Cooking from yesterday — this is just a standard vegetable poriyal (you’ll find the base recipe in both Feast and Vegan Serendib). Sauté onions, garlic and ginger with cumin and mustard seed and curry leaves in vegetable oil, add chopped small veggies of your choice, salt and usually turmeric, but I actually skipped the turmeric this time, because I was just loving the colors of this so much, and I wanted to keep them nice and bright.
Little purple fingerling potatoes, bright orange carrots, green pea pods. So pretty.
The same Sri Lankan-inspired marinade that I use on meat works well for veggies too. Efficient. And as a bonus, the veggies don’t need marinating for any length of time — you can just coat them and grill.
Remember that veggies cook at different speeds, so if you’re mixing them on skewers, be careful about adjusting size of the pieces so they cook the optimal amount.
Of these, I thought the eggplant, mushroom, bell pepper and ripe jackfruit worked best. (You can grill eggplant and mushroom on skewers together, and bell pepper and ripe jackfruit on skewers together. Ripe jackfruit is delicate, so be sure to oil the grill well, and turn skewers with care.).
The green jackfruit and the zucchini didn’t have as much inherent flavor as the other vegetables, so they were a little boring — but tasty once dipped in the yogurt sauce! (I’d expect summer squash to behave the same way as zucchini.) All nice with toasted naan.
To make this vegan, just use vegan mayo and yogurt, and skip the Worcestershire sauce.
zest of 2 limes
4 large garlic cloves, finely grated
1 c. mayonnaise
1 c. plain whole-milk yogurt
3 T lime juice
1 t. salt
1/3 c. ketchup
1/4 c. Worcestershire sauce
2 t. Sri Lankan curry powder
1-2 t. cayenne
3 T vegetable oil (plus more for grill)
veggies of your choice, cut for skewers
1. Make sauce: In a large bowl, whisk lime zest, garlic, mayonnaise, yogurt, and 2 t. of the lime juice in a large bowl to combine, add salt to taste. Transfer 1/2 c. of sauce to small bowl for serving; cover and chill until you’re reading to eat.
2. Make marinade: Whisk into the remaining sauce the ketchup, Worcestershire sauce, curry powder, cayenne, and remaining lime juice. Add veggies, toss to coat.
3. Prepare grill for medium-high heat; oil grate. While grill is heating, remove veggies from marinade, letting any extra drip back into the bowl; thread veggies onto metal skewers, spacing slightly apart.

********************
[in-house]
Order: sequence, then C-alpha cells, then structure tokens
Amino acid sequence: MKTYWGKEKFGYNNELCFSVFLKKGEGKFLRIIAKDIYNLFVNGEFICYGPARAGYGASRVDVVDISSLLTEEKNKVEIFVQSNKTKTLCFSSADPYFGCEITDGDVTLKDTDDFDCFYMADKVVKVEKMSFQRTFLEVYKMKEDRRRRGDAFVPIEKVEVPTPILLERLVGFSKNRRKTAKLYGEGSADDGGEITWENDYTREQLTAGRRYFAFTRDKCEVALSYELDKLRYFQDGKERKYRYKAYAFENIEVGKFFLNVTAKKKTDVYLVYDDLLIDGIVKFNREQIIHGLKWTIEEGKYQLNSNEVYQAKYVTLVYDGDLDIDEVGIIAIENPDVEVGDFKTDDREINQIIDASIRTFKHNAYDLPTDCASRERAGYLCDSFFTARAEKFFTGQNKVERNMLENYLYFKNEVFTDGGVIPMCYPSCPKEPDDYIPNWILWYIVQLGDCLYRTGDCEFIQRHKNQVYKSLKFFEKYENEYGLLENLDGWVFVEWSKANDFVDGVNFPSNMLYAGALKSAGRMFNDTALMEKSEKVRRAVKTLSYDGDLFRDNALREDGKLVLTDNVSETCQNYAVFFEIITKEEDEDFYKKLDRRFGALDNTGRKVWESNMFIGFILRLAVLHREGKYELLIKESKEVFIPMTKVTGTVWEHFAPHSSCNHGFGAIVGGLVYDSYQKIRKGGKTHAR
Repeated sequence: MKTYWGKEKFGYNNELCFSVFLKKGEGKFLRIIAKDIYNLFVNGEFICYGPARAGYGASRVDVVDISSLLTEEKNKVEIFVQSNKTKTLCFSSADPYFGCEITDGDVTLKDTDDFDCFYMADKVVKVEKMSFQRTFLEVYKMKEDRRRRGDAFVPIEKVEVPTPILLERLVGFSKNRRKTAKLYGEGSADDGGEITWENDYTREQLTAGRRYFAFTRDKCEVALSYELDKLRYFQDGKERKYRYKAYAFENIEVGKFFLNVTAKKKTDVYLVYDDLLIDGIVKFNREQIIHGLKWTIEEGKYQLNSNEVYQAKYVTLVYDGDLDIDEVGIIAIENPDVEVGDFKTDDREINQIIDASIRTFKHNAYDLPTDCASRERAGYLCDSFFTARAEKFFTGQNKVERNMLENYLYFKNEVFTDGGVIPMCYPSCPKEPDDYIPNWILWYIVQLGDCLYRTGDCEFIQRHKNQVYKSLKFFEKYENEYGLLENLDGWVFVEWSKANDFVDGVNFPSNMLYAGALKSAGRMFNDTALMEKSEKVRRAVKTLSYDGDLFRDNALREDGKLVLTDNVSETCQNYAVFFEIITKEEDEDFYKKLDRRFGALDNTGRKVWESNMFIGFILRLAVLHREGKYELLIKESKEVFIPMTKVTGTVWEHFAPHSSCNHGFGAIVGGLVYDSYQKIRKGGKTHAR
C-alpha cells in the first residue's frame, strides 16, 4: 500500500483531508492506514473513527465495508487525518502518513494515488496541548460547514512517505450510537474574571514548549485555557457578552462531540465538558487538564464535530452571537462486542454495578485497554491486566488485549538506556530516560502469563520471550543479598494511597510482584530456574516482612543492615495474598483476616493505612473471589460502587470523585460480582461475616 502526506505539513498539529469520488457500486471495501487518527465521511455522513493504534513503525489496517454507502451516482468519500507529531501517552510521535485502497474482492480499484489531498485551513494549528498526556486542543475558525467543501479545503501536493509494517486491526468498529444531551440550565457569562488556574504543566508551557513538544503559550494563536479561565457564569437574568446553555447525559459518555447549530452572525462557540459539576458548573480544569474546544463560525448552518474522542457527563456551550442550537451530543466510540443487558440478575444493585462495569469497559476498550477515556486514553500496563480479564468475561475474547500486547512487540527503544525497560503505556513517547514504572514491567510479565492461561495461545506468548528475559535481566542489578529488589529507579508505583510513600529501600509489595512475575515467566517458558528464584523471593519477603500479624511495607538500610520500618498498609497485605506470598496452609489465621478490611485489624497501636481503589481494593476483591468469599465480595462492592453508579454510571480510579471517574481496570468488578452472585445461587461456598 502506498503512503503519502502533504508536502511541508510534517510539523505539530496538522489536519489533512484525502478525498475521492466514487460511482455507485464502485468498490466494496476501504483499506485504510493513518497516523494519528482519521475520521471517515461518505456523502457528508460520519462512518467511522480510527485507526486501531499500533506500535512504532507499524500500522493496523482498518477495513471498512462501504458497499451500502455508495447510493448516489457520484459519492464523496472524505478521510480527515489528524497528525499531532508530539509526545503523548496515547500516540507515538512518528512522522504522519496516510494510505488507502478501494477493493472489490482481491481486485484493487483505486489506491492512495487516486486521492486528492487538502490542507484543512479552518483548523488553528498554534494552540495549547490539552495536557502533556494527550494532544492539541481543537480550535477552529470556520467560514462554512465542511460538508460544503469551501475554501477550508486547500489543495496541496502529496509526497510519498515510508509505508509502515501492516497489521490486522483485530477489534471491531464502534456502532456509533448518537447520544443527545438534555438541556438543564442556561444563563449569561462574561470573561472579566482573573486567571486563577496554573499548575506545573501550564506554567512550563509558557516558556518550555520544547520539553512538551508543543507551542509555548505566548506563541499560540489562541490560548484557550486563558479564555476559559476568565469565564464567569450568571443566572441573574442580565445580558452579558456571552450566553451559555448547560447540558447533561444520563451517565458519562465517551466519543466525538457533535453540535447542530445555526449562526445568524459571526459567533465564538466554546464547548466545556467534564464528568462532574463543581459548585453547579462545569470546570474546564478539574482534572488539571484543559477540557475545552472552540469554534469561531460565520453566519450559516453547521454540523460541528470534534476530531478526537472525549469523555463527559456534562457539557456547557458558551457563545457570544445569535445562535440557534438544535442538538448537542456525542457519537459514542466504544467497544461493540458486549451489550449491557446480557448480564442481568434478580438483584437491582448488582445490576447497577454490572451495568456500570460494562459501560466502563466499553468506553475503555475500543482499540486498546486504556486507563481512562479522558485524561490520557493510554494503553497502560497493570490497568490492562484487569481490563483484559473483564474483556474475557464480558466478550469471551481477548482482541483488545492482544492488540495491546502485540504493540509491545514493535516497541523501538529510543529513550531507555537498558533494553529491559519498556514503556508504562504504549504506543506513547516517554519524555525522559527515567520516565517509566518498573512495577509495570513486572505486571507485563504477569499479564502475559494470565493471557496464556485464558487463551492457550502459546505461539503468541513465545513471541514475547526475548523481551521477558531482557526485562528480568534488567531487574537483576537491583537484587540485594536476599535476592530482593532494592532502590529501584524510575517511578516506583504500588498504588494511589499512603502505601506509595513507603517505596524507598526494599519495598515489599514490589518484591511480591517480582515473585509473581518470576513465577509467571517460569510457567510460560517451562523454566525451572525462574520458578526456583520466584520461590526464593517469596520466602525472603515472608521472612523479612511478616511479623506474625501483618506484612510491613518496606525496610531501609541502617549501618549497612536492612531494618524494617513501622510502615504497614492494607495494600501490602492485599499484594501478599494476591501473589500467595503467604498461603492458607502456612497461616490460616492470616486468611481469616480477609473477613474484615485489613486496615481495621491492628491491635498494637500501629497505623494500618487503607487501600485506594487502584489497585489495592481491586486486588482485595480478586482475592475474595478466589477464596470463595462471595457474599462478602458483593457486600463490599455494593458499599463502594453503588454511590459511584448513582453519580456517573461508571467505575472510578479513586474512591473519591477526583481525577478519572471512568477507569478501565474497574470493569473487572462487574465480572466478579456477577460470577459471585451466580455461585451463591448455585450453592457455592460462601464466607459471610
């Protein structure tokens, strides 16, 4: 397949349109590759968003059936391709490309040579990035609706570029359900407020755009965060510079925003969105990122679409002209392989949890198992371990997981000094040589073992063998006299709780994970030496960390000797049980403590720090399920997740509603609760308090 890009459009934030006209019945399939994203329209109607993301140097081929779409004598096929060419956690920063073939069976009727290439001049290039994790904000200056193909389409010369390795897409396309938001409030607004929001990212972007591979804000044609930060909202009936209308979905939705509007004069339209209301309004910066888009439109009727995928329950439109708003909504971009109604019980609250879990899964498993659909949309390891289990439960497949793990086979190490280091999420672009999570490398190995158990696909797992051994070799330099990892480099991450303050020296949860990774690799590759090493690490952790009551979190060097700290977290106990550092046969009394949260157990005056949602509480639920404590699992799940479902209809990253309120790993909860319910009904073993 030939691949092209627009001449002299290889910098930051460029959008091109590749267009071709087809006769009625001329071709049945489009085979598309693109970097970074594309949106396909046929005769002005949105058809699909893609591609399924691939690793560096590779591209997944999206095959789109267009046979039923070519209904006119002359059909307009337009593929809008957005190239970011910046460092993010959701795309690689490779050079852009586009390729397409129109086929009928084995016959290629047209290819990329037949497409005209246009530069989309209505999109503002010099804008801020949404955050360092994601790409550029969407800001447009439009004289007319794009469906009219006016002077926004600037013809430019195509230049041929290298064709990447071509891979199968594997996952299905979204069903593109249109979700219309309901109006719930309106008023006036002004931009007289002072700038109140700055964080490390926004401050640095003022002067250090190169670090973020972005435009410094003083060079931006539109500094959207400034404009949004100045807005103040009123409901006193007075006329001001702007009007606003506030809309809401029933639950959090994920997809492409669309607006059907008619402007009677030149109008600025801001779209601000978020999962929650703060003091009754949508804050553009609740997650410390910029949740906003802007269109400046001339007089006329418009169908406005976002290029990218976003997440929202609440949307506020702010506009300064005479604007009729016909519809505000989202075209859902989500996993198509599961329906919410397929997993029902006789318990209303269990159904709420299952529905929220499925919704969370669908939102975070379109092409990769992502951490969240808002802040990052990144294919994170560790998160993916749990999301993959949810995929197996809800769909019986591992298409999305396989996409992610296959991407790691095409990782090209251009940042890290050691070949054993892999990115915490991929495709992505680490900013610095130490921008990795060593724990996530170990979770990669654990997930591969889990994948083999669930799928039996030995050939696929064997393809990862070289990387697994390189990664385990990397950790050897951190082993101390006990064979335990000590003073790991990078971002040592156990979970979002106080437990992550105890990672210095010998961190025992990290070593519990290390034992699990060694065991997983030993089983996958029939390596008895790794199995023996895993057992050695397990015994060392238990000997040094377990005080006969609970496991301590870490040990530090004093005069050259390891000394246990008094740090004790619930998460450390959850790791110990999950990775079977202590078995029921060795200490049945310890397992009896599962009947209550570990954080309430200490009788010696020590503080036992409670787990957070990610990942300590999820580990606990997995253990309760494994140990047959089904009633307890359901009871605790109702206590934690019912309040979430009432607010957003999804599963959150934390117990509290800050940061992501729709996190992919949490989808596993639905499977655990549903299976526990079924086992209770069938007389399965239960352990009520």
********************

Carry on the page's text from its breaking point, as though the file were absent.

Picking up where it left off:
4. Grill kebabs, turning a few times, until browned and cooked through, 6-10 minutes (varies depending on the vegetable, so keep an eye on them). Lightly toast pita on grill, and serve kebabs with reserved yogurt sauce.
I don’t have a recipe for this yet — it’s a fusion dish I made up for the launch party I held at Alex and Christa‘s house last month, and I was doing feast cooking for a big crowd, so a little too frenetic to stop and write down measurements for recipes. But I wanted to post this, mostly to remind myself to make it again at some point and write it up, because it was VERY popular.
Essentially, it’s my lime-masala mushrooms (recipe in Feast), but with added cashews, and cooked down with heavy cream instead of coconut milk. If you’re looking for a decadent vegetarian dish that ALSO packs a decent amount of protein, here you go.
You could also do it with coconut milk, of course, and vegan butter, if you wanted to do a vegan version.
I’ve been thinking about the fact that I’m putting together this vegan cookbook, but I’m not actually vegan myself. Also about the fact that Anand is very tender-hearted and leans vegetarian, and I want to support him in that.
I know a lot of people do Meatless Mondays; I’m not sure I’m organized enough for that with our family’s meals. But I think we can probably do one vegan day / week as a family challenge.
Anyone interested in trying that with us for the next month or two? Would be easier with company. I’d try to post regularly what we’re eating on that day, and would love to get inspiration from what others eat.